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My Mississippi Hardcover – November 6, 2000
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The distinguished Mississippi writer Willie Morris (who died last year) was editor-in-chief of Harper's magazine in the 1960s, a period he wrote about in his fascinating memoir New York Days (1993). He was also the author, more recently, of a pair of sensitive pet books, My Dog Skip ( 1995) and Spit McGee (1999). Regardless of the time Morris spent away from Mississippi, it was a place that always remained in his heart. His last book, written in his characteristically limpid, lyrical prose, offers a heartfelt appreciation of his home state, a place often dismissed as poor and backward by "outlanders," Morris' term for non-Mississippians. This is not a defensive recitation of Mississippi's virtues nor is it a whitewash of its less-than-attractive features. First, Morris wants the reader to understand the state's beauty--"physically beautiful in the most fundamental and indwelling way, [in that] it never leaves you." Then, with both pride and understanding, he brings into sharp focus Mississippi's peculiar tensions and ambivalence and also its passions--"we are a singular people," he says of his native folk. The second half of the book is an album of full-color photographs taken by Morris' son, a professional photojournalist. These shots informally capture ordinary moments in the lives of Mississippians, from a young couple standing next to their truck with their new baby in their arms to a group of local citizens hanging out in front of the main store in a small town. Together, the text and the photographs showcase Mississippians doing what they do best--being themselves completely without artifice. Brad Hooper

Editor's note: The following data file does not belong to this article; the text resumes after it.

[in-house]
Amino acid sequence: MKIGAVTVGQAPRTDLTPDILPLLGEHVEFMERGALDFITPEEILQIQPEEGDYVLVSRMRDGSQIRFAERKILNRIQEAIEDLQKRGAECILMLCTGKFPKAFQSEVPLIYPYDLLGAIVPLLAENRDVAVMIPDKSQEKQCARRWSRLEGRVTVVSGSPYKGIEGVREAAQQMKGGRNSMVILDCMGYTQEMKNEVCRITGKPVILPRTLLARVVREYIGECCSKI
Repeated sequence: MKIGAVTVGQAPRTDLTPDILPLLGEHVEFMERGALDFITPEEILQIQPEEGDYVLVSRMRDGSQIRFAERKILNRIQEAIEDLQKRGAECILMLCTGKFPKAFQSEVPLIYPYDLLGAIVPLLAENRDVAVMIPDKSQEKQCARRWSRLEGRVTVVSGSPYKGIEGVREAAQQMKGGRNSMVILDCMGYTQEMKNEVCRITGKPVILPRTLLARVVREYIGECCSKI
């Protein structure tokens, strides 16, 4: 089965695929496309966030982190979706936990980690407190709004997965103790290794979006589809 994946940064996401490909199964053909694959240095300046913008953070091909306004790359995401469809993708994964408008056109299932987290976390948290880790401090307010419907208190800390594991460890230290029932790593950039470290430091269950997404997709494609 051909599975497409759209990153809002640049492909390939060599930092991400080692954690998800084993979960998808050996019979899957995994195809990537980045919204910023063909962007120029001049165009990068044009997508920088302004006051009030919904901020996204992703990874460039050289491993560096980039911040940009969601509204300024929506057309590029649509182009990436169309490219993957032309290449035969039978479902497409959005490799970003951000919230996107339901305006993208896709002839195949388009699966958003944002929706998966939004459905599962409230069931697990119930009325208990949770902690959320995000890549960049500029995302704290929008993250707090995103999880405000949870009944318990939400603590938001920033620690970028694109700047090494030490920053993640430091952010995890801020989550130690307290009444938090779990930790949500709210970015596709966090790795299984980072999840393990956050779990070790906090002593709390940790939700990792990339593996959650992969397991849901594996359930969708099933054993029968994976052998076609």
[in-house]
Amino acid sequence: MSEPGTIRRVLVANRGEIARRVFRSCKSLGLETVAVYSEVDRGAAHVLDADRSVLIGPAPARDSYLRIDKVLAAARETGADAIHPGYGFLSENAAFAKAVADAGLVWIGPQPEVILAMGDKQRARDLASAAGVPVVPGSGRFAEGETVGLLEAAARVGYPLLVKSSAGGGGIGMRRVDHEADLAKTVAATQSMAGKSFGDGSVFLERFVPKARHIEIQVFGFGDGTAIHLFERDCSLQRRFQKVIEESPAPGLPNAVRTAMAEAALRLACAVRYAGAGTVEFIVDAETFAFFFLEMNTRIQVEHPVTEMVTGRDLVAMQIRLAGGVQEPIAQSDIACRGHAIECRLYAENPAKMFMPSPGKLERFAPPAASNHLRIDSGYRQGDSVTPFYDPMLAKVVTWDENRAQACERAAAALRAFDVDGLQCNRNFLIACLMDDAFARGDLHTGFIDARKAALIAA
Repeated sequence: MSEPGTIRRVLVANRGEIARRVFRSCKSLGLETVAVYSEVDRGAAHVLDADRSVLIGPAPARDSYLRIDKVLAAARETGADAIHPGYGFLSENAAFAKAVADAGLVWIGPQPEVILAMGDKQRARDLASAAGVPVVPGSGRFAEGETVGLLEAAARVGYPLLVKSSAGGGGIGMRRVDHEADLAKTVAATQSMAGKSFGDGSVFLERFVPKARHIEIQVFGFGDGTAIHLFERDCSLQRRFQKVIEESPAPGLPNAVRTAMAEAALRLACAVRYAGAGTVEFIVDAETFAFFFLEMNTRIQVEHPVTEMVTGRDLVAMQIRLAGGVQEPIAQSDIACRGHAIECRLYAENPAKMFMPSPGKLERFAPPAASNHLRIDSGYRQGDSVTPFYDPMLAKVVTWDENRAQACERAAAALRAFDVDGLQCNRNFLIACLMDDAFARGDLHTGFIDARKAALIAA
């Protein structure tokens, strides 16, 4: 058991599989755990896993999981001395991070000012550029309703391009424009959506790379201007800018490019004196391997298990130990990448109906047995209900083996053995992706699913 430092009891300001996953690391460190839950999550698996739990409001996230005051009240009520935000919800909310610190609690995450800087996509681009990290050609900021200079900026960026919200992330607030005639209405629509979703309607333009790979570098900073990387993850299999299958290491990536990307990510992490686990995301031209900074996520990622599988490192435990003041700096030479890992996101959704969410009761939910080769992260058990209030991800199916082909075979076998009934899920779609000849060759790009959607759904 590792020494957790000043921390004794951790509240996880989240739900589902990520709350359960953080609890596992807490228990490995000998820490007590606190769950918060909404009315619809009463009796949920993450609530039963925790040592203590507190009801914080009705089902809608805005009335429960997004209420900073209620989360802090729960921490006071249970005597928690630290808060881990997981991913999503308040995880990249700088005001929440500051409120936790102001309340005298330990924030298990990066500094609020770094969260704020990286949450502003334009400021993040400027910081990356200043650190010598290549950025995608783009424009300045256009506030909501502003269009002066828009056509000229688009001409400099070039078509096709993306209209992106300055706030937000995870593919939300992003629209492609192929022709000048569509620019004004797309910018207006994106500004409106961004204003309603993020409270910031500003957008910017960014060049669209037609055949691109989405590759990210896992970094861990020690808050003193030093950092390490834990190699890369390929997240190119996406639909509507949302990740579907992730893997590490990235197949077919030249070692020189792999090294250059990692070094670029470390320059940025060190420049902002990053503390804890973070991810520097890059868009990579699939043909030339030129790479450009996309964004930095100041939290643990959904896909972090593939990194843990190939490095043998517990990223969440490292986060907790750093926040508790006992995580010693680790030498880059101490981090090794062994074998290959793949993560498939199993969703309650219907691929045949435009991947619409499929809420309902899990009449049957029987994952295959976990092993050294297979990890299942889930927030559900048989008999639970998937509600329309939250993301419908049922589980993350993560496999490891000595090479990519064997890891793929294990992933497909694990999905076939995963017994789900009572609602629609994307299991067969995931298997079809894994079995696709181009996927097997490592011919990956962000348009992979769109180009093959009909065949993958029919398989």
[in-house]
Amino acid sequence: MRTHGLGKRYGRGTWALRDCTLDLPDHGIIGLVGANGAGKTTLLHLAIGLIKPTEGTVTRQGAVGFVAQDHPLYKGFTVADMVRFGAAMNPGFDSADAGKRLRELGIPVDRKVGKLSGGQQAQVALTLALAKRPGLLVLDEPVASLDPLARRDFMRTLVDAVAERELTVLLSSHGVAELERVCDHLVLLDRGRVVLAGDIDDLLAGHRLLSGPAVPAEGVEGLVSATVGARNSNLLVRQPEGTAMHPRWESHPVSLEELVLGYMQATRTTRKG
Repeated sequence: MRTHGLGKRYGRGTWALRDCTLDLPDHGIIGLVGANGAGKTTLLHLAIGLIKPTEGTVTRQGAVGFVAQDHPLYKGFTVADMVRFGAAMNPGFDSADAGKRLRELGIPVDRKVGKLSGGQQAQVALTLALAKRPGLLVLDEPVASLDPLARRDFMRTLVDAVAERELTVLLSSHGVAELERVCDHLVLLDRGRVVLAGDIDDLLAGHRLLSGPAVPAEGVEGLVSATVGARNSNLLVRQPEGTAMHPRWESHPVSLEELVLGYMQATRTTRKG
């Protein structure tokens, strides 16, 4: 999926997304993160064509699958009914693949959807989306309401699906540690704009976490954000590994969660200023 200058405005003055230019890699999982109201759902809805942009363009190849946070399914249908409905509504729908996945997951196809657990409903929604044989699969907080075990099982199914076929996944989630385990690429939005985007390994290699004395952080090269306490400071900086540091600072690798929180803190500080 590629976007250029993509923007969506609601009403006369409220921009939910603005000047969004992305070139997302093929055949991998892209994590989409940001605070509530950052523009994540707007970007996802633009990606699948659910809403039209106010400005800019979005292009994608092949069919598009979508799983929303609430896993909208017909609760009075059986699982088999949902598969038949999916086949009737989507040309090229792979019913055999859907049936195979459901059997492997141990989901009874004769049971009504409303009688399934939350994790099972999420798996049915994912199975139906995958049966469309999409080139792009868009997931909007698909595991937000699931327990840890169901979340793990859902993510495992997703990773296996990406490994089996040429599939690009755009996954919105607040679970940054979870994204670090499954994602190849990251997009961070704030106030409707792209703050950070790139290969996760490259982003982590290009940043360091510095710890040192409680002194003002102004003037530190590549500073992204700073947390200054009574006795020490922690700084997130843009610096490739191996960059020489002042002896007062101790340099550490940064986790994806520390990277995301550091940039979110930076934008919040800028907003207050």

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From the Inside Flap
A father and son’s eloquent portrait and personal evocations of modern Mississippi
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